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Mutualist Blog: Free Market Anti-Capitalism

To dissolve, submerge, and cause to disappear the political or governmental system in the economic system by reducing, simplifying, decentralizing and suppressing, one after another, all the wheels of this great machine, which is called the Government or the State. --Proudhon, General Idea of the Revolution

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Friday, November 18, 2005

Real Privatization in Bolivia

Jean Friedsky at NarcoNews:

On a grassy hillside of the Bolivian highlands, on a sunny day in June of this year, hundreds of peasant farmers celebrated two years of liberation. A bullfight, dancing, and food for all. Close, but just out of sight, sat the solitary ruins of the ex-hacienda of Collana — “a sign,” according to the settlement’s own account of their anniversary, “that, here, not even a trace of a patrón (landowner) remains.”

The occupation two years ago of the large private estate, despite many obstacles the participants have faced, is in many ways a success story for the young but growing movement of landless peasants in Bolivia. Families who until 2003 had essentially been indentured servants in Bolivia’s near-feudal countryside are living for the first time on their own terms. “With or without papers, the land was our grandparents’ and now it is ours,” stated Collana leader Dionisio Mamani in a recent article....

The national, 50,000-member-strong Landless Movement (Movimiento Sin Tierra, MST) has led the fight to equalize land ownership in a country where 90 percent of the population owns 7 percent of the cultivatable land, where campesinos (peasant farmers) primarily work as peons for large estates or have been forced to leave the countryside altogether....

Of one estate, in Los Yuquises, Friedsky writes:

The disputed land is on an estate of more than 200,000 acres owned by a well-known businessman with old political links. According to the landless campesinos in Yuquises, estates of this size are common in the region, the majority of the plots having been political gifts to supporters under the right-wing governments of the 1980s and 1990s [emphasis mine].

Of course, only a few of the occupations are comparatively successful. In many cases, local landless movement organizers are assassinated by death squads in the hire of the landed oligarchy. In others, the military evicts occupying peasants.


Blogger Adam said...

Might be interested in a recent paper about neoliberal privatization of water


It would be nice if they compared neoliberal privatization to populist privatization... but I don't know if there are enough examples of the latter.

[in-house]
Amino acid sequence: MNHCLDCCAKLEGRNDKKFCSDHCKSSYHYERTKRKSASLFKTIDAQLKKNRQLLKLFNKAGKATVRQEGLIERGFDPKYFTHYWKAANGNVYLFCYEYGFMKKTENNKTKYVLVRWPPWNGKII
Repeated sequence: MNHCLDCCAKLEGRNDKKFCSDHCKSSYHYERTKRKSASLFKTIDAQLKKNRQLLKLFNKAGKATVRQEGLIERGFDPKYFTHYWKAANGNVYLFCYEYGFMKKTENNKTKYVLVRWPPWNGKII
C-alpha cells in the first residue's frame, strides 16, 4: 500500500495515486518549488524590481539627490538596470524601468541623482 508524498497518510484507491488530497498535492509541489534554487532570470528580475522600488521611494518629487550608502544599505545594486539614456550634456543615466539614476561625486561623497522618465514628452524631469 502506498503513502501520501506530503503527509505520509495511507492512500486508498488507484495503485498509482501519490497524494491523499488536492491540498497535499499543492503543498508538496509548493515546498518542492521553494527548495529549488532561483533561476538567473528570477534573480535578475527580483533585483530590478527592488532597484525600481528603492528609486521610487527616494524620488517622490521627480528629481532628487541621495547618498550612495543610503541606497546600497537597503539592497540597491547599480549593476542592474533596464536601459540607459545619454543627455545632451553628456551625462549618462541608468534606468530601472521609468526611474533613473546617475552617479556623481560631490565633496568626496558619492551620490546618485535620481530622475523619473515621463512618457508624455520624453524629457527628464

November 19, 2005 8:51 AM  
Blogger Nathan said...

Bolivia was in fact center stage of the "water war" back in the 90's, when the angry populace revolted against the international lending community's designs on their water supply, designs made in intimate collusion, unsurprisingly, with the Bolivian government. The multinationals were most infamous in this case for "leasing the rain"--they would claim small local wells belonging to peasants as their own and charge exorbitant prices for their use.

November 19, 2005 3:15 PM  
Blogger Kevin Carson said...


Thanks for the link. There's good reason there's so few examples of populist privatization. The statists and the corporate libertarians have a joint interest in pretending that government and corporate ownership are the only alternatives. In fact, though, a water system owned by its rate-payers as a commons is at least as legitimate a form of private ownership as ownership by a capitalist corporation. The key element of private ownership, for purposes of efficiency, is internalization of costs and benefits. And that can be achieved just as well by a cooperative.


That kind of state-sanctioned theft in the "water war" is a good example of just how much statism is concealed behind the neoliberals' so-called privatization.

November 22, 2005 9:34 AM  
Blogger Nathan said...

In addition to behind-the-scenes economic statism, militarism has also been a tool of advancing the neoliberal agenda. I was reading an old article at antiwar.com about how during the U.S. intervention in Kosovo, most of its bombing targets were not military bases, but factories--and not private [sic] factories, but only the state and worker-owned ones. I'm sure many more examples of this sort of thing can be found in Latin America, as it's usually the center stage for economic imperialism. Might be a good subject for a post.

November 22, 2005 11:16 AM  

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